Real-Time Payments Forecasted to Help Generate 0.23 % of GDP by 2026
Denmark, like its Nordic peers, is on a faster track to “cashlessness” than other developed markets, due to its high levels of financial inclusion and internet access.
In 2021, the country recorded 433 million real-time transactions, which resulted in an estimated cost savings of $71 million for businesses and consumers in 2021. This in turn – which helped to unlock $552 million of additional economic output, which represents 0.14% of the country’s GDP.
With real-time payments transaction numbers expected to rise to 883 million in 2026, – net savings for consumers and businesses are forecasted to climb to $151 million in 2026. This would , helping to generate an additional $1 billion of economic output, equivalent to 0.23 % of the country’s forecasted GDP.
Denmark’s real-time payments infrastructure, called Straksclearing, is owned by the Danish Bankers Association and was launched in 2014. To provide real-time payments, banks need to join Straksclearing and the central bank’s payments system, Kronos. In addition to banks, mobile payment providers such as MobilePay also provide real-time payments. In 2021, real-time payments represented a 9.9% share of payments by number of transactions, but it is predicted to gain significant growth by 2026 in both share of number of transactions and share of spending.
As a result, real-time payments can expand to fill the space left behind by cash and facilitate a more fully electronic economy.
Real-Time Payment Types
Year of Real-Time
Danes’ shopping habits have seesawed between eCommerce and card payments in 2021, depending on the curfews implemented in response to COVID. While Q1 was dominated by eCommerce transactions, Q2 and Q3 saw card transactions quickly rebound to pre-pandemic levels.1 In the background, contactless payments continue to rise and fraud with them. However, deployments by card issuers of increased monitoring and AI technology have had an observable impact.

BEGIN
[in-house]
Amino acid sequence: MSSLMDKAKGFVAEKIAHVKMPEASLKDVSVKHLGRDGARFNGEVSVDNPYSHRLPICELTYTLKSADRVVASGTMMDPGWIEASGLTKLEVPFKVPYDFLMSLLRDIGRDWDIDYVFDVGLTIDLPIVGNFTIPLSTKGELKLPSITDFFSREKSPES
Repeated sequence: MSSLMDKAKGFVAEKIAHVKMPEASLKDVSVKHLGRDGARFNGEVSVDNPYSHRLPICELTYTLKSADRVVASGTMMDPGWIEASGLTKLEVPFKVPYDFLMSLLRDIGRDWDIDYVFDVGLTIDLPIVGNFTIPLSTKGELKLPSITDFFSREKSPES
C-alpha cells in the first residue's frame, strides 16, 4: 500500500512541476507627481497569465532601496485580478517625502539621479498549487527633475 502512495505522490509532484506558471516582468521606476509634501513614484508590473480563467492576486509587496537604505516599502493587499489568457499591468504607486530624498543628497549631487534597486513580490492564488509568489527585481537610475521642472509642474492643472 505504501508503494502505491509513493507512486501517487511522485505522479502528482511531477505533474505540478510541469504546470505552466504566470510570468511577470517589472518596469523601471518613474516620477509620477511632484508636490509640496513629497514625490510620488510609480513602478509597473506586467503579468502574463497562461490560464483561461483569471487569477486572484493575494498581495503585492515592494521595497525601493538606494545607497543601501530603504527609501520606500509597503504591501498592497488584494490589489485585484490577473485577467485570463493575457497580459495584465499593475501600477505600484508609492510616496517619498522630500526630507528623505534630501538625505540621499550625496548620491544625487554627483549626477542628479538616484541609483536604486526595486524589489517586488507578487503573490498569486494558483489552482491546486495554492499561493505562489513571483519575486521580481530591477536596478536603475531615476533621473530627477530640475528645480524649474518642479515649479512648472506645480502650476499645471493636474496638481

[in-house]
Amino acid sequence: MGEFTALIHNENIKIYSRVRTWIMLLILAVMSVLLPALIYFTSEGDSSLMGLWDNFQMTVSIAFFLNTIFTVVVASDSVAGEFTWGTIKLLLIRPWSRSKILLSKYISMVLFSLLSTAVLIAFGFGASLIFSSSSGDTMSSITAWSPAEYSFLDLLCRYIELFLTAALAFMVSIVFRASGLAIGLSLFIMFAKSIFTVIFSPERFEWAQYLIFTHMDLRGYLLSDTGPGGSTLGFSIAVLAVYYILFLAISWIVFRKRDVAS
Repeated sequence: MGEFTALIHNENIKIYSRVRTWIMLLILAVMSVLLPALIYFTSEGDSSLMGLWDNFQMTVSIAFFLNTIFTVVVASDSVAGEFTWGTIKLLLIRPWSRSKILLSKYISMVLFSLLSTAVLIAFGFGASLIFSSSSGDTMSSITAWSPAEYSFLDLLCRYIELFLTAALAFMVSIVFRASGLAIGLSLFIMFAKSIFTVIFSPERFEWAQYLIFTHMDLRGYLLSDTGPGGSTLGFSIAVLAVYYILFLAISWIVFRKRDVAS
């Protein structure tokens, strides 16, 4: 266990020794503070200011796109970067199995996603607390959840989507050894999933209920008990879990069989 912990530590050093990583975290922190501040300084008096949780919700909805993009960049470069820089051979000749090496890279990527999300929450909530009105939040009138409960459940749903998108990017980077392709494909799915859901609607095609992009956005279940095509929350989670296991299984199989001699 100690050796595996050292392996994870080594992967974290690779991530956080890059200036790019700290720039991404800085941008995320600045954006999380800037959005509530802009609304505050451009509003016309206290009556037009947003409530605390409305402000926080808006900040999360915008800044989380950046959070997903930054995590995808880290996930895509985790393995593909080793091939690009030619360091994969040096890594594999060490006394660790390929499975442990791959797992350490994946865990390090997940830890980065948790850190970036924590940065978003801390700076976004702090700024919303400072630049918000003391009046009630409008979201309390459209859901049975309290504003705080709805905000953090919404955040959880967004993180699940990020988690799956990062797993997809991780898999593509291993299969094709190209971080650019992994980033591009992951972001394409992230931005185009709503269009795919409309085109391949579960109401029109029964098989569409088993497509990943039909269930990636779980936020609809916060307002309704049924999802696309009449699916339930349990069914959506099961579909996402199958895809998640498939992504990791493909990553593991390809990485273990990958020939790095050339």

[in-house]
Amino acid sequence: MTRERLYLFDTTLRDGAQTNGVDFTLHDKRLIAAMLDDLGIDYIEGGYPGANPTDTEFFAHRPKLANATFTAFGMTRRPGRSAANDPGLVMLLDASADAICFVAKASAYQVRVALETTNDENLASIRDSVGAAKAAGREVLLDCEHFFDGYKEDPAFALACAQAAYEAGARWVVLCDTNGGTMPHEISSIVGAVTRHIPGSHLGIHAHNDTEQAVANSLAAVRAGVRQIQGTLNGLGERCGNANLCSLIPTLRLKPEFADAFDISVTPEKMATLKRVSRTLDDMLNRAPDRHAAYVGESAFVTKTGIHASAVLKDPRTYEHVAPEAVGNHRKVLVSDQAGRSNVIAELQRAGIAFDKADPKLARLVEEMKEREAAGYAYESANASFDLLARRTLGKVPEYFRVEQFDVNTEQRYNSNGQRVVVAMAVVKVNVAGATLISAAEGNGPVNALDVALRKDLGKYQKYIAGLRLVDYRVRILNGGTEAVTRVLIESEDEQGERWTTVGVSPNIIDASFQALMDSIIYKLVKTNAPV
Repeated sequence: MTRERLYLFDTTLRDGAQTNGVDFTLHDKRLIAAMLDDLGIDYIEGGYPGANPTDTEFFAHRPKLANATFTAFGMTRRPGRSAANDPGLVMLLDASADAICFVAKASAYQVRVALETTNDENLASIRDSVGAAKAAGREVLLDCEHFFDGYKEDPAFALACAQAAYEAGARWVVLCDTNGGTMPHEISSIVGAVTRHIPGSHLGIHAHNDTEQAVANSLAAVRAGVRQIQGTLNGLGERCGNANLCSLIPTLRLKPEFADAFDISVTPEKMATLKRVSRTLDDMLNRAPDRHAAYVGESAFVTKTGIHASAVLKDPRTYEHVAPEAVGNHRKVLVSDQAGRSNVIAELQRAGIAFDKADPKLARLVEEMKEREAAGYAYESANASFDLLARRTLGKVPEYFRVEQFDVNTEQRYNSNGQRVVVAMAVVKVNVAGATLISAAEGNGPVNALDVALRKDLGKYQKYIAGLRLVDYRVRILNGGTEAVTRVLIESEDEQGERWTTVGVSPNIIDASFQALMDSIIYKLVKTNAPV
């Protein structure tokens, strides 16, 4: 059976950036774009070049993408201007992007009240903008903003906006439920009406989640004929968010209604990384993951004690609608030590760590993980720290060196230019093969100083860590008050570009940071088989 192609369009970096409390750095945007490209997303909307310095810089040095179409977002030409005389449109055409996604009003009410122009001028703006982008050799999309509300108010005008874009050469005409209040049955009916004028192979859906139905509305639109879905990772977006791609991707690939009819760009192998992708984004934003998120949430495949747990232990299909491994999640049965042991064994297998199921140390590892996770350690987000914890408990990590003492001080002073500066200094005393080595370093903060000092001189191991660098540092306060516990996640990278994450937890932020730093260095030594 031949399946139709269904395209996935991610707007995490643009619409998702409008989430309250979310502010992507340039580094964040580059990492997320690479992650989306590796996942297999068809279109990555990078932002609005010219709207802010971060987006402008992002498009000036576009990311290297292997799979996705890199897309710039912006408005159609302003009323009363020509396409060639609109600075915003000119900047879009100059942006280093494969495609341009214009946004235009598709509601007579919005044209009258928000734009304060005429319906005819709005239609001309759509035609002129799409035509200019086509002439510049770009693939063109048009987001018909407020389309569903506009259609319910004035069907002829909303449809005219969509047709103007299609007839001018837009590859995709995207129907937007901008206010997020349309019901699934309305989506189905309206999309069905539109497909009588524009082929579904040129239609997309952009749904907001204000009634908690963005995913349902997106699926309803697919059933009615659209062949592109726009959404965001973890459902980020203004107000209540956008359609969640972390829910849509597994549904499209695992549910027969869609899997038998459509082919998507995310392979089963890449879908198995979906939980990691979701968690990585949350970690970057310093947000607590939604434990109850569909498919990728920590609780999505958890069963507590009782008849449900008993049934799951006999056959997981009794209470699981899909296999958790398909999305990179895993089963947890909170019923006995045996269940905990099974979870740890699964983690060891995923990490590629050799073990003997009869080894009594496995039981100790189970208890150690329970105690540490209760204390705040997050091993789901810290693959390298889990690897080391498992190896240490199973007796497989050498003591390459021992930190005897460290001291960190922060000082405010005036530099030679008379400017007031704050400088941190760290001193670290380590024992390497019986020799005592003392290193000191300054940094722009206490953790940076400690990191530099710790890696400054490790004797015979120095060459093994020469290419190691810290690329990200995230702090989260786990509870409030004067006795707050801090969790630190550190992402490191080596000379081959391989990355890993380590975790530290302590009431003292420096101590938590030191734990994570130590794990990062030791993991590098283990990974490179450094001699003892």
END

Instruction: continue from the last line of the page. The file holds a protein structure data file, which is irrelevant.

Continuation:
Denmark is also in the process of refreshing the domestic real-time settlement rails (RTGS). This is aligned with similar projects underway in neighboring Nordic markets, with four RTGS refreshes all moving through a single supplier. One of the primary goals is to synchronize their modernization on the ISO 20022 standard, so each is working towards similar timelines. Arguably, this potentially introduces risks and challenges for the participants and trade bodies to navigate.
In terms of the regional picture, a good level of harmony between the payment rulebooks of the NPC and those found in the European Union hasn’t stopped strong lobbying for more streamlined transactions between local currencies and the euro. While the regulating bodies work to find some common ground, the region’s financial institutions are innovating around least-cost routing. The result is a high level of sophisticated thinking at banks around taking advantage of different payment rails to deliver a better quality of service, all at a lower cost to their corporate customers.